Today’s manmade tracts of even-aged pines represent the industrial model of forest management and have rendered the South one of the largest producers of timber in the world. Juvenile seedlings in cleared, open stands are arranged so as to avoid competition with the imposing old-growth pines for sunlight, moisture, nutrients, and root space. Like fields of corn, tobacco, or any other agricultural crop, regenerated pines are sowed in shipshape rows that stand in stark contrast to old-growth forests like George Music’s.
Music has taken great strides to guarantee that his old-growth pines are among the safest of the remaining acres. Outside of his job as a locomotive mechanic and his role as fiddler and harmony vocalist in a local bluegrass band, Music expends the majority of his energy these days ensuring that his timber remains healthy and standing. “There’s not a whole lot to do,” he says, “other than watch out for the timber and make sure it’s taken care of.”
There has never been a mortgage on Music’s property in the nearly ninety years that it has been in his family, and according to its current owner and protector, there never will be. “We like to walk through and look at the timber, look at the different animals and stuff that’s on it. We’re not planning on cutting the timber – ever – that I know about, and I’m the owner of it,” Music stresses. “It’s gonna be here.”
With the destruction of old-growth woodlands, once-familiar animals and birds are now rare. The gopher tortoise (Gopherus polyphemus), which spends most of its life burrowed among the roots of pine trees, have been decimated by logging, as has the red-cockaded woodpecker (Picoides borealis), which makes its home by boring directly into pine trees themselves. Both are now endangered species. Industrial-scale timbering has also eroded the riverbank where Music used to fish, and regular crop dusting over nearby pine plantations has made his wild blackberries and huckleberries inedible.
Music remembers that he and his father sipped standing water from cupped hands when the heat parched their tongues. Not anymore. Today, fertilizer mists soak the forest floor, polluting puddles of rain.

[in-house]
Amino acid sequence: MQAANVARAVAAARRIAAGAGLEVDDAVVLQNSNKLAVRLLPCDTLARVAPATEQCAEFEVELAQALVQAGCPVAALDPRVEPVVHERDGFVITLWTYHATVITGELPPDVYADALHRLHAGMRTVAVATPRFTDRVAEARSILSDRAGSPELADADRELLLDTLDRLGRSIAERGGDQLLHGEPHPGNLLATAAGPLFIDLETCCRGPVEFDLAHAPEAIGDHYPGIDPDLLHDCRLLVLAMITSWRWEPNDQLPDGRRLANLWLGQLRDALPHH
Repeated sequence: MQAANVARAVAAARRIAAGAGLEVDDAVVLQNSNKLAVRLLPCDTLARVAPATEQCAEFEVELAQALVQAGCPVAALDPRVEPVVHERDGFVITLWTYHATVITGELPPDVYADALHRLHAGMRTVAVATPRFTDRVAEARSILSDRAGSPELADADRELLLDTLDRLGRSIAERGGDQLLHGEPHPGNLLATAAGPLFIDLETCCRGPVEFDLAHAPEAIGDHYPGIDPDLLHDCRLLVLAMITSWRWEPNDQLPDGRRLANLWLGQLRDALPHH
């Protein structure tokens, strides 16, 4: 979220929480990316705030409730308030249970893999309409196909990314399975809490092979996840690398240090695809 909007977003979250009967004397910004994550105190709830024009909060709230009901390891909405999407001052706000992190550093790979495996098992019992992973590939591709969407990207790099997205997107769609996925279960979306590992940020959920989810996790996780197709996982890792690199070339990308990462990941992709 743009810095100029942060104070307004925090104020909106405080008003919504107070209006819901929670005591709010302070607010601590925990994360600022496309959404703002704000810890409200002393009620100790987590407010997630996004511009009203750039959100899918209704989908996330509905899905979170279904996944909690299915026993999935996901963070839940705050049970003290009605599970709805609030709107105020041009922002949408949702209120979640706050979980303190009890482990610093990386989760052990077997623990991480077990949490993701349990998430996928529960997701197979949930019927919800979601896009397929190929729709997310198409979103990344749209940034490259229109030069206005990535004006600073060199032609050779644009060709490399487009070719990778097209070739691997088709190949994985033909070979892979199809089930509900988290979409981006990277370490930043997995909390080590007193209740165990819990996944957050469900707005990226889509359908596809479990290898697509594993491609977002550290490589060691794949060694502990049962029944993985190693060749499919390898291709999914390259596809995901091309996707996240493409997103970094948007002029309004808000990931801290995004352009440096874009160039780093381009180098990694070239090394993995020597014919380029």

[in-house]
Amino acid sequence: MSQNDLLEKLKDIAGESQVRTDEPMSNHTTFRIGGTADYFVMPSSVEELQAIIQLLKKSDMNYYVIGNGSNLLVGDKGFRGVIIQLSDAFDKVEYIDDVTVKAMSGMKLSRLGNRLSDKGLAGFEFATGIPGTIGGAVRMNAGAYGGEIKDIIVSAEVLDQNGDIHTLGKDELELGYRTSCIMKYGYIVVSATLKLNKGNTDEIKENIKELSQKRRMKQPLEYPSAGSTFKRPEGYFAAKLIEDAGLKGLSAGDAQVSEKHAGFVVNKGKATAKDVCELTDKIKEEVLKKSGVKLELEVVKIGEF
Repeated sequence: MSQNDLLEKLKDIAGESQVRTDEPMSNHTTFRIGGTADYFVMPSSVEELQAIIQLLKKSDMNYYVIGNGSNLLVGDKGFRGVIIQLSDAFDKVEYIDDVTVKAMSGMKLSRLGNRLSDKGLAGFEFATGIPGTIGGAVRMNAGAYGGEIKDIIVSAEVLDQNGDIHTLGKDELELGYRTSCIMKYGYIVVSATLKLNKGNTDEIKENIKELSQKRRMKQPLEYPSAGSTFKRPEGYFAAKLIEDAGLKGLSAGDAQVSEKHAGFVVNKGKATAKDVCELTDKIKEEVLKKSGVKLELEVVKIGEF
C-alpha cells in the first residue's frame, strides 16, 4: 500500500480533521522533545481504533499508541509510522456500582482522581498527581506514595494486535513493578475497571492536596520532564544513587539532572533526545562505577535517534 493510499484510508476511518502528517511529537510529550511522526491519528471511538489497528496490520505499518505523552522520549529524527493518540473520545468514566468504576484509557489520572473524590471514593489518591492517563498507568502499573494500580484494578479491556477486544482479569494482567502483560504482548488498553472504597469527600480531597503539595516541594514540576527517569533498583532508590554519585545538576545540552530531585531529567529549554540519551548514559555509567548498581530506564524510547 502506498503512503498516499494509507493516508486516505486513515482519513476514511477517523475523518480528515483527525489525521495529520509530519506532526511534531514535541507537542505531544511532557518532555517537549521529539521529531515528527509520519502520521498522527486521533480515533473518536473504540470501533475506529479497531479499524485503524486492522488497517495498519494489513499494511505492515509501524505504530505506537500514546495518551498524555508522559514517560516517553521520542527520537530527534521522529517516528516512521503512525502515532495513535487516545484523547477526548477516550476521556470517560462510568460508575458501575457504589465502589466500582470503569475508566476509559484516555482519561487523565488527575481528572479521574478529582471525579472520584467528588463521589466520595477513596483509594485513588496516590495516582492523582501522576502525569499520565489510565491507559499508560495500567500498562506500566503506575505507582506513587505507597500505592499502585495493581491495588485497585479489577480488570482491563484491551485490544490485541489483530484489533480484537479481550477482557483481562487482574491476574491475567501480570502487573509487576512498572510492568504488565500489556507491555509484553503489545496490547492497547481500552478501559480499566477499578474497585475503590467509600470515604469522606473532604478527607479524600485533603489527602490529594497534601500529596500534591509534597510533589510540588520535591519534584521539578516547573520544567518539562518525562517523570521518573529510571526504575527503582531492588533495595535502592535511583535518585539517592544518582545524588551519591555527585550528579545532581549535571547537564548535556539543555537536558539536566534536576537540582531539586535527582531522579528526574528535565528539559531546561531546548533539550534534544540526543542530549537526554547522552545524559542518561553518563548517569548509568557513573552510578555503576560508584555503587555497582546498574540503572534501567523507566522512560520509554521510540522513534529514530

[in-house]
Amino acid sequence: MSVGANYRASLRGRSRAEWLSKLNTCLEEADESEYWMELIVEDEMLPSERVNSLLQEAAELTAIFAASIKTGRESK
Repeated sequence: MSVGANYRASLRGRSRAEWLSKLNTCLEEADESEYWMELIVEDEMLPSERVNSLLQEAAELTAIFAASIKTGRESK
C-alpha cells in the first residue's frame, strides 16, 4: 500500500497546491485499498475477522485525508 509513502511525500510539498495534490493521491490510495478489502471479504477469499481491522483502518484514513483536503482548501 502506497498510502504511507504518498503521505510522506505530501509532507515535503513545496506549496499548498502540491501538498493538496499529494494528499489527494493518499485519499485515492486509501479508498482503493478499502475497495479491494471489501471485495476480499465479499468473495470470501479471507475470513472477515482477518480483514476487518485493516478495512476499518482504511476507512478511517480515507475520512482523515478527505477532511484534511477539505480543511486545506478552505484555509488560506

When landscapes change, memories of place become emotionally charged. This is nostalgia for place. But nostalgia, too often associated only with dejection and grief, sadness and longing, can take many forms.For George Music, and former turpentiners like him, nostalgia carries a sense of urgency. The landscape must be preserved for reasons both ecological and experiential. The pine forests are home to precious species and to cherished experiences alike, all endangered in the face of change. For those who have experienced a pine forest, preservation is as much about history and memory as it is about eco-friendliness. This is why, for George Music, the catfaced trees among the thousands of untapped ones are most central to his efforts at preservation.
While he acknowledges the awesome grandeur of his virgin timber, the pines bearing evidence of life and work in the woods most powerfully bolster his determination to protect and defend his forest. On his property, there are several thousands of trees once used in the production of turpentine. Just as the rings inside the pines tell us how many years they have been standing, the healed wounds on their faces indicate just how long turpentiners have stood beside them. In this respect, the catfaced pines in Music’s woods stand today as important reminders not only of an obsolete industry but also of a rich family history. In George Music’s words, watching the industry pass is “kind of like being, I guess, being married or something for all them years. It’s kind of hard to turn loose something you’ve done for all your life. A lot of fond memories, you know, and that’s what put groceries on the table for all them years.”